Lawyer Unsuccessful in Discrimination Claim Against Law Firm

The decision of Fasken Martineau DuMoulin LLP v British Columbia (Human Rights Tribunal), 2012 BCCA 313, previously discussed on this site, has now made its way to the Supreme Court. Canada’s highest court has confirmed the result that Mr. McCormick, an equity partner at Fasken, could not succeed in his claim of age discrimination against the firm as a result of its mandatory retirement policy: McCormick v Fasken Martineau DuMoulin LLP, 2014 SCC 39.

Since 1980, Mr. McCormick had been subject to the firm’s mandatory retirement provision, which called for equity partners to retire and to divest their ownership interest in the firm by the time they reached the age of 65. In the year before he turned 65, Mr. McCormick filed a claim under the B.C. Human Rights Code, RSBC 1996, c 210 [the Code], alleging that the firm’s policy amounted to discrimination based on age. While age is an enumerated ground of discrimination in the Code, in order for it to apply, and in order for the tribunal to have jurisdiction to hear the case, McCormick’s relationship with the firm had to be one of employment. The Supreme Court ultimately found that the relationship between Mr. McCormick and Fasken was not an employment relationship and therefore the Code did not apply, and could offer no remedy, in this particular situation.

While the SCC’s result was identical to that reached by the B.C. Court of Appeal, the SCC differed in its reasoning and analysis. The intervenors in the latter case included, among others, representatives from the big four accounting firms; but no law firm representatives intervened. This case, nonetheless, is of obvious importance to law firms as both professions use the partnership structure. The outcome of the case had the potential to affect the rights of partners as well as any potential liabilities of the firm.

Substance over Form

A partnership, while often referred to as a firm, does not have separate legal status apart from that of its constituent partners. In this way the partnership differs significantly from a corporation, which in law is treated as a separate legal person. This characteristic of partnerships weighed heavily in the Court of Appeal’s analysis, and it noted that, as a matter of principal, “a partner cannot be an employee of the partnership of which he or she is a member, because he or she cannot employ him or herself” (para 37). Thus legal categories played a key role in the court’s analysis. The Tribunal and the Chamber’s judge each looked at several factors in assessing whether there existed an employment relationship. However, the B.C. Court of Appeal’s reasoning seems to suggest that before those factors can be assessed, the parties, Mr. McCormick and Fasken, must first be considered separate legal persons, which they are not.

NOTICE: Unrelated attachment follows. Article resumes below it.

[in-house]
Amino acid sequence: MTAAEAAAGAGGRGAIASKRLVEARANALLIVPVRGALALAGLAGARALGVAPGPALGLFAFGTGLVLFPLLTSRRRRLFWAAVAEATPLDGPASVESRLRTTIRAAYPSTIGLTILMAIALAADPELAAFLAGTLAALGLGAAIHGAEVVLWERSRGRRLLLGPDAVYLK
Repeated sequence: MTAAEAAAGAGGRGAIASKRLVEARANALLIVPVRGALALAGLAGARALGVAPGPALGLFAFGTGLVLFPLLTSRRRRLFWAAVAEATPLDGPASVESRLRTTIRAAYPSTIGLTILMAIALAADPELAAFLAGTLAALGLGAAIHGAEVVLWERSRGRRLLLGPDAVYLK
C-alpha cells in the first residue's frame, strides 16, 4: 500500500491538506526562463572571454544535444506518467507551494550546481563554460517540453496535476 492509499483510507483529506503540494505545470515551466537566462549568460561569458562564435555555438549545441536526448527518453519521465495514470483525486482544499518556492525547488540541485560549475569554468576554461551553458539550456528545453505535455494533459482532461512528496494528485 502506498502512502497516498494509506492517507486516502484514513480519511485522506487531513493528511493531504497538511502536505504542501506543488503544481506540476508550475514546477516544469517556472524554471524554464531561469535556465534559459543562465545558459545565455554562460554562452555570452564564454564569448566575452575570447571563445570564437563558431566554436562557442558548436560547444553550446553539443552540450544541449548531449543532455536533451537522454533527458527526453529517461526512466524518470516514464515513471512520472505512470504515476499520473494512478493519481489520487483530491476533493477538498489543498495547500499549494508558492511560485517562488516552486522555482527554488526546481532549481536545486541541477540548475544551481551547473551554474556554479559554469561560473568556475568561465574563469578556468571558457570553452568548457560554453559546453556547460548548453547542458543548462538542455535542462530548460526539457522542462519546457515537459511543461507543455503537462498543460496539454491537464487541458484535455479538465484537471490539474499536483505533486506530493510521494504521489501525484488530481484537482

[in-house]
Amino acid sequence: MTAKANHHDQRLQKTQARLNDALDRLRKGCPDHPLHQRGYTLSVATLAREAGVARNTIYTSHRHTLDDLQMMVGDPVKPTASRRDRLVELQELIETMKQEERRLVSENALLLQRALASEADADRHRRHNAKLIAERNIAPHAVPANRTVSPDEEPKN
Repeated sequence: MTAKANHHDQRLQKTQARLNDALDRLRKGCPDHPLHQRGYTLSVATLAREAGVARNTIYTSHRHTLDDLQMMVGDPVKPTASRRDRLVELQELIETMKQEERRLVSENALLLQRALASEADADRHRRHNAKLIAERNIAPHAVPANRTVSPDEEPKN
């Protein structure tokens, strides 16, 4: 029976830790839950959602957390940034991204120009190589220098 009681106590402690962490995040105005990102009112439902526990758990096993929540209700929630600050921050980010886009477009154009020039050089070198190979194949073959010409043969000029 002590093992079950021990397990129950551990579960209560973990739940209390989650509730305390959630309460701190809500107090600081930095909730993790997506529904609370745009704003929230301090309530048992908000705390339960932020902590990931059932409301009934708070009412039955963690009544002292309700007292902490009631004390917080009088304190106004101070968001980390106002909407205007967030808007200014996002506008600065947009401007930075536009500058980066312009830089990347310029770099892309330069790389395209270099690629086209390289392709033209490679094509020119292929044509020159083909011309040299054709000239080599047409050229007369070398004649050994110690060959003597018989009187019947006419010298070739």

The significance as well as the novelty of the Supreme Court’s decision lies arguably more in its approach to reasoning through the issue than in the final outcome. The Supreme Court’s analysis did not hinge on rigid legal concepts or categories. Instead, it took a substance-over-form approach in determining what constitutes employment, focusing rather on the true nature of the relationship. Essentially, in this decision reality outweighed legality. In assessing the true nature of an employment relationship, the criteria of paramount importance are the control exerted by the employer and the corresponding dependence of the employee. When applying this analytical framework to the facts, Mr. McCormick was not precluded from being categorized as an employee simply as a matter of law. That result arose from a further inquiry into the facts, which revealed the true nature of the relationship. While the Court found many reasons why, on the facts, Mr. McCormick was not controlled by the firm, it is now at least theoretically possible that a person who has the legal status of partner at a firm could be characterized as an employee given particular facts.